The firm picked the most "cost-effective" option: polystyrene, a plastic made from petroleum and natural gas. The forks are black plastic. The cups are white Styrofoam, which is basically the same kind of plastic but filled with air bubbles. They don't cost the House anything because they were covered under an existing contract with the caterers.

"Using compostable cups in the congressional cafeteria is not going to save the planet," said Allen Hershkowitz of the Natural Resources Defense Council. But, he said, using plastic increases demand for fossil fuels, and it does not break down in the environment. "This is a throwback to the 20th century," he said.

Now, Democrats - including some who suggested that Lungren make the change - have bashed him for how he did it. A spokesman for Brady said that "at no point has he supported or endorsed the current shift to Styrofoam." Democrats also criticized the new supplier of polystyrene cups, saying a top executive there was linked to the Koch brothers, who have given money to prominent GOP causes. House officials and the cup company denied that played a role in any decision.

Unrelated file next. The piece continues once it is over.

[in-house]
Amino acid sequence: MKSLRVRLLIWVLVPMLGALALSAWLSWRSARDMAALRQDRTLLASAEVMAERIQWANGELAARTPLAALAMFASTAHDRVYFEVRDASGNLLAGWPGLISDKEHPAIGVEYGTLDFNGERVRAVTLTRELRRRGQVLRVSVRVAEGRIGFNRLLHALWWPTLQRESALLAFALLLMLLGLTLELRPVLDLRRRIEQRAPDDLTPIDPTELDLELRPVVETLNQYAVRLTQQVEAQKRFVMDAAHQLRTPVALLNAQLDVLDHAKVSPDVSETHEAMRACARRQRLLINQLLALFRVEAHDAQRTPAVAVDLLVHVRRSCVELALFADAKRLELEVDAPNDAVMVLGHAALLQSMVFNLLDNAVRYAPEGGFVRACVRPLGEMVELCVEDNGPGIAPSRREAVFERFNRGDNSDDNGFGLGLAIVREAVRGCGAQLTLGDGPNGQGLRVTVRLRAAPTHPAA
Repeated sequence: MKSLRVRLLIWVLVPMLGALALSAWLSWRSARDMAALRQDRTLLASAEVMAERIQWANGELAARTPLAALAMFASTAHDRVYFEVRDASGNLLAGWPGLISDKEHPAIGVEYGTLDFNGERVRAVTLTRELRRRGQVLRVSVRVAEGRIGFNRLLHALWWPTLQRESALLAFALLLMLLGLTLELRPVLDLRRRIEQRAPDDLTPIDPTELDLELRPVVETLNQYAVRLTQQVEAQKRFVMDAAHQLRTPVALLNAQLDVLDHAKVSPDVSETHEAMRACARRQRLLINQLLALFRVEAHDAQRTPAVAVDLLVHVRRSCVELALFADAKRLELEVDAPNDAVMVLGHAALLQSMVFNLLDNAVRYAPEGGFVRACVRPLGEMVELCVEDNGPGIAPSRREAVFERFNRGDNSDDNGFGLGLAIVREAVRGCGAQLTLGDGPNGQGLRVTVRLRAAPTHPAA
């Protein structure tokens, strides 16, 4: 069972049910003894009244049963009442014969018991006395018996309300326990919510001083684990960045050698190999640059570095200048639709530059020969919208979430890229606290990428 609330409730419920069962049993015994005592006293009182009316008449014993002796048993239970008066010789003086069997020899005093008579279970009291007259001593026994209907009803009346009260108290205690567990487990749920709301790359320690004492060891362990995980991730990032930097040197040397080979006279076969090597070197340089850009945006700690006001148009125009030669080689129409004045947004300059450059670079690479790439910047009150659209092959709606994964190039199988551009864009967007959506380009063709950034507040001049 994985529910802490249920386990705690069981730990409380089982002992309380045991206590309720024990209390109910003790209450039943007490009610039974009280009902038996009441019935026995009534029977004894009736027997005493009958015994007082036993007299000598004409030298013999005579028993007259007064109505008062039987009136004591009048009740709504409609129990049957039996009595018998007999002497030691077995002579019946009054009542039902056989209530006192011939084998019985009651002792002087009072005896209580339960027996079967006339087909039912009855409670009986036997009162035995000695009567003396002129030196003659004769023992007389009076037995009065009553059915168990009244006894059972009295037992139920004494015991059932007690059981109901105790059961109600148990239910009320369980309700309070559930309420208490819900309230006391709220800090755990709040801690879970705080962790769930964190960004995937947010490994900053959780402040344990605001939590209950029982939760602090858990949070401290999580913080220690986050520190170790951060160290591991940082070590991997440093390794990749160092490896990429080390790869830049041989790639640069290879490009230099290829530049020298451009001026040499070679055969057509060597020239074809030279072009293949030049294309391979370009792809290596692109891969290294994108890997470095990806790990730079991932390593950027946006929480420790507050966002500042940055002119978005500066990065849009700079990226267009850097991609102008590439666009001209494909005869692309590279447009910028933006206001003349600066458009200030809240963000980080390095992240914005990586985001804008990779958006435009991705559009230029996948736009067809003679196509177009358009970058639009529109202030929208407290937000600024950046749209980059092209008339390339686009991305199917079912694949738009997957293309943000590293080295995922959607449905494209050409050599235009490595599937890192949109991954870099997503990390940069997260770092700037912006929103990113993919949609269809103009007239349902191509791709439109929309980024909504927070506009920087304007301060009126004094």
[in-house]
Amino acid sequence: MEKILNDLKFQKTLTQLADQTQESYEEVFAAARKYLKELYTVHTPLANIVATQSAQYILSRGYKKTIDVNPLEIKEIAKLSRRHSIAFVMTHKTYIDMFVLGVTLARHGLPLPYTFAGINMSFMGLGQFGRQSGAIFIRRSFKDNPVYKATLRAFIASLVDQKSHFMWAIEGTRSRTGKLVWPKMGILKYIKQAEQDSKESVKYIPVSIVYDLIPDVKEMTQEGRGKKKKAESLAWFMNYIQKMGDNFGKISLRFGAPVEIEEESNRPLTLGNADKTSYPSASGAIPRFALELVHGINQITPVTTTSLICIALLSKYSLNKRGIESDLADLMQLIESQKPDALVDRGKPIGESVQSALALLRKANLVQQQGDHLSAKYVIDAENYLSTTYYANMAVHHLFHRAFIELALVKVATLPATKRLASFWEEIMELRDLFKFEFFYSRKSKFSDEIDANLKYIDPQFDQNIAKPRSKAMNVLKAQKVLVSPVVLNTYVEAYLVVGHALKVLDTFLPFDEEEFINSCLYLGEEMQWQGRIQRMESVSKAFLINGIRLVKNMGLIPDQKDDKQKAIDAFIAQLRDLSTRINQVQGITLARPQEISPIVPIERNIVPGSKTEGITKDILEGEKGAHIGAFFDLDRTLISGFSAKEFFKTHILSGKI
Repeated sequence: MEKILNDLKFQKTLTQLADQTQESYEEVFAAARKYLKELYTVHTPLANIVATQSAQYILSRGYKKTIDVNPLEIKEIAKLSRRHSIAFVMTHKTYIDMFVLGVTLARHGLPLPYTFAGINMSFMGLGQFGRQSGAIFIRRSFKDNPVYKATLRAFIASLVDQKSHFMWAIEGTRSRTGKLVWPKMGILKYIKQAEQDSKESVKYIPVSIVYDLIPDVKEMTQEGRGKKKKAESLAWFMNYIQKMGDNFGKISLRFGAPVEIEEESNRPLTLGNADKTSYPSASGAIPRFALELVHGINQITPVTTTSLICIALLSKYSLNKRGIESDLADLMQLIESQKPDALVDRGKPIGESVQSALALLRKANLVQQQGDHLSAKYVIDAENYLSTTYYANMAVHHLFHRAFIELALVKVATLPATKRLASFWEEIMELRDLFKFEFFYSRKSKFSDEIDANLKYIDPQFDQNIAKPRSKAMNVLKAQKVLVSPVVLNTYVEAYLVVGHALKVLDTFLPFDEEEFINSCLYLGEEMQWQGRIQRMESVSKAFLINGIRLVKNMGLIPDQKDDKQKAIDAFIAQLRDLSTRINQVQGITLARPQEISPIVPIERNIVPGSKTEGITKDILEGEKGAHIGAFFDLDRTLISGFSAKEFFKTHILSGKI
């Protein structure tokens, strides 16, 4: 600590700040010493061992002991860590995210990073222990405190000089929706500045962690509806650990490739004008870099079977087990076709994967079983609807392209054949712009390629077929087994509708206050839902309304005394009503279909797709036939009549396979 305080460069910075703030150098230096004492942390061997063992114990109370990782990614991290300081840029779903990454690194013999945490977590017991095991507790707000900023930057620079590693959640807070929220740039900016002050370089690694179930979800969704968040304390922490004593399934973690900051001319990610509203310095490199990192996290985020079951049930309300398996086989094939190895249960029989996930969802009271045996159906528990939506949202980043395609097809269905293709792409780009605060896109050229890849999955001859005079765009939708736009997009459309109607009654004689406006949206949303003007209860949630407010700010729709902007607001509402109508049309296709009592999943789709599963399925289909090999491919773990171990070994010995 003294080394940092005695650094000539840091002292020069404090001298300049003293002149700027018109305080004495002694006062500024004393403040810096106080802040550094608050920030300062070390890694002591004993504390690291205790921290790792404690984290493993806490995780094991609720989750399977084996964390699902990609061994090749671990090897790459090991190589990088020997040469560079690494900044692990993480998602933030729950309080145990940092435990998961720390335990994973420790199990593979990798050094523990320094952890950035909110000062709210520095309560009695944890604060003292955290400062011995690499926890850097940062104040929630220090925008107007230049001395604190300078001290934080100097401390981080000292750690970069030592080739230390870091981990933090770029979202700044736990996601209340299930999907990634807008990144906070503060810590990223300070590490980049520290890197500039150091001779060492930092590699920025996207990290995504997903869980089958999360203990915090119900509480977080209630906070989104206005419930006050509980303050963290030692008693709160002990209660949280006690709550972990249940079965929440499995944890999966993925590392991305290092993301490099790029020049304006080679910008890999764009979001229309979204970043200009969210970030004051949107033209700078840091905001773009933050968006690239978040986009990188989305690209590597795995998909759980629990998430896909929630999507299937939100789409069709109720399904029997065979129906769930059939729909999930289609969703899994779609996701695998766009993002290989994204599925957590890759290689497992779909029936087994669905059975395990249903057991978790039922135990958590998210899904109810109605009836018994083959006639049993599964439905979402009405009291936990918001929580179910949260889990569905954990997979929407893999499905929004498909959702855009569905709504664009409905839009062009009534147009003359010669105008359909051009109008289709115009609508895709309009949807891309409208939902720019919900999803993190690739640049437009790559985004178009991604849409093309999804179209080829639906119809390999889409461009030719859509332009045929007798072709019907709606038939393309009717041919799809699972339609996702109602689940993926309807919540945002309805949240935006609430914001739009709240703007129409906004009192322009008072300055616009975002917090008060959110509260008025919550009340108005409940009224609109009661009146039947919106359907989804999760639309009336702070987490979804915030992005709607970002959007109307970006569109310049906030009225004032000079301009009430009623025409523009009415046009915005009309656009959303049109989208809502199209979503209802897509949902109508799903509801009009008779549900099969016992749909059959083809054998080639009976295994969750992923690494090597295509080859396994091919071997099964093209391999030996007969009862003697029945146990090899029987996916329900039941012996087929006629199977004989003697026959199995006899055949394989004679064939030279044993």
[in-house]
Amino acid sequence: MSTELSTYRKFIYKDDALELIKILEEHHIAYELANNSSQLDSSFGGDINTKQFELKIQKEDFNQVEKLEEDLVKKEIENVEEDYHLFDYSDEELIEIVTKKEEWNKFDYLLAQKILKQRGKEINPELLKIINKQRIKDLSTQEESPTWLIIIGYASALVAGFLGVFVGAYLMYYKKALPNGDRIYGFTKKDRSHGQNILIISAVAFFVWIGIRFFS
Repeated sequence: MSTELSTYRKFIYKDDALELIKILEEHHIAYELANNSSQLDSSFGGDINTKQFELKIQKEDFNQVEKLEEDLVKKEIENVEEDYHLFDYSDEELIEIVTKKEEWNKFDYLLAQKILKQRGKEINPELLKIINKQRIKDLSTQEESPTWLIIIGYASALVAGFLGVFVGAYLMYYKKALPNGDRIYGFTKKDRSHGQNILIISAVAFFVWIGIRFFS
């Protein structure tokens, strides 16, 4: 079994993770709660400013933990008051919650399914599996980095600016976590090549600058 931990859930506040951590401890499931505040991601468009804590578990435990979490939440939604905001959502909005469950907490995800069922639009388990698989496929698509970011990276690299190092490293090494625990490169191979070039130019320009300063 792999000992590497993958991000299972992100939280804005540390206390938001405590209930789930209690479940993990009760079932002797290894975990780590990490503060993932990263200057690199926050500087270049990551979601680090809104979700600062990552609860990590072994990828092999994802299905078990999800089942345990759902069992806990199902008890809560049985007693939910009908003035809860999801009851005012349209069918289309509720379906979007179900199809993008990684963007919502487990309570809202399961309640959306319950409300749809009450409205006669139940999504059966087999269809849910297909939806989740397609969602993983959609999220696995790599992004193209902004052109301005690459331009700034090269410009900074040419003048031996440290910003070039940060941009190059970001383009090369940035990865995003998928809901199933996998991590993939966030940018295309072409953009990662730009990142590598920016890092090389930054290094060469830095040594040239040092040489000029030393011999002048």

What's left is a Capitol divided, even down to its spoons. Some have applauded the House's return to sturdier cutlery. But one staffer said Friday that she had crossed the Capitol to eat on the Senate side: Democrats are still in control there, and the forks are still compostable. There's also talk of a boycott.

"They went too far in bringing back the Styrofoam," said Schirippa, the elevator operator, who said he was worried about reports of a cancer risk (the plastics industry says the utensils and cups are safe).

Schirippa turned to a Capitol police officer next to him. The officer was drinking from one of the new cups. What did he think?

"It's a cup," the officer said.

View all comments that have been posted about this article.

© 2011 The Washington Post Company